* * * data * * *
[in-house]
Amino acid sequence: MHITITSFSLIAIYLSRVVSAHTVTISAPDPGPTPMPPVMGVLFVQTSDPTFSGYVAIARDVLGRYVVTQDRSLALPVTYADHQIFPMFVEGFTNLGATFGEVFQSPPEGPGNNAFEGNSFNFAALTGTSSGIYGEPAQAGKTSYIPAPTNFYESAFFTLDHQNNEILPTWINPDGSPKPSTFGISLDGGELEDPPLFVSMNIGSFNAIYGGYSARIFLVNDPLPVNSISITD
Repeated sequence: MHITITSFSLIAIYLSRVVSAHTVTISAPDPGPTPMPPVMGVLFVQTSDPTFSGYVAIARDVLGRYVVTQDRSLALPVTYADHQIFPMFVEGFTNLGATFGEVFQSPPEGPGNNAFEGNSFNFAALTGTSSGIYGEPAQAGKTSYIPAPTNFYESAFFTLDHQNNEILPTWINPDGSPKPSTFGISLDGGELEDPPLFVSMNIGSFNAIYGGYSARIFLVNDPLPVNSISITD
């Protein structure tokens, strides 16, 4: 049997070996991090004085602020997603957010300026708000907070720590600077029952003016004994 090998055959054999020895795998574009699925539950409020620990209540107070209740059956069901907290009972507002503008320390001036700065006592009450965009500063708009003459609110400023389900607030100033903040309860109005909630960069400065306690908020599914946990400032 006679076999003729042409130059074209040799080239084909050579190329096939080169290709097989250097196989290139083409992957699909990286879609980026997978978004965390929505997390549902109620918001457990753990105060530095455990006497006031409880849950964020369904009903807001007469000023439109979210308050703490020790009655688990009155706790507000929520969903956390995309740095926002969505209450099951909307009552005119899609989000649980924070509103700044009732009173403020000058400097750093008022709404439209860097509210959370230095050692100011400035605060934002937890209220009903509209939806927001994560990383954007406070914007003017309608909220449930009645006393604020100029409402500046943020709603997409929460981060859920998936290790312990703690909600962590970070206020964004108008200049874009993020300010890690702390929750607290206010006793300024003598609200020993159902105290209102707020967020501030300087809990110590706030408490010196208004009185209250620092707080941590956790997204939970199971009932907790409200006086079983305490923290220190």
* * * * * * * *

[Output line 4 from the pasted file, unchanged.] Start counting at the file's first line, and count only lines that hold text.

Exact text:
């Protein structure tokens, strides 16, 4: 049997070996991090004085602020997603957010300026708000907070720590600077029952003016004994 090998055959054999020895795998574009699925539950409020620990209540107070209740059956069901907290009972507002503008320390001036700065006592009450965009500063708009003459609110400023389900607030100033903040309860109005909630960069400065306690908020599914946990400032 006679076999003729042409130059074209040799080239084909050579190329096939080169290709097989250097196989290139083409992957699909990286879609980026997978978004965390929505997390549902109620918001457990753990105060530095455990006497006031409880849950964020369904009903807001007469000023439109979210308050703490020790009655688990009155706790507000929520969903956390995309740095926002969505209450099951909307009552005119899609989000649980924070509103700044009732009173403020000058400097750093008022709404439209860097509210959370230095050692100011400035605060934002937890209220009903509209939806927001994560990383954007406070914007003017309608909220449930009645006393604020100029409402500046943020709603997409929460981060859920998936290790312990703690909600962590970070206020964004108008200049874009993020300010890690702390929750607290206010006793300024003598609200020993159902105290209102707020967020501030300087809990110590706030408490010196208004009185209250620092707080941590956790997204939970199971009932907790409200006086079983305490923290220190």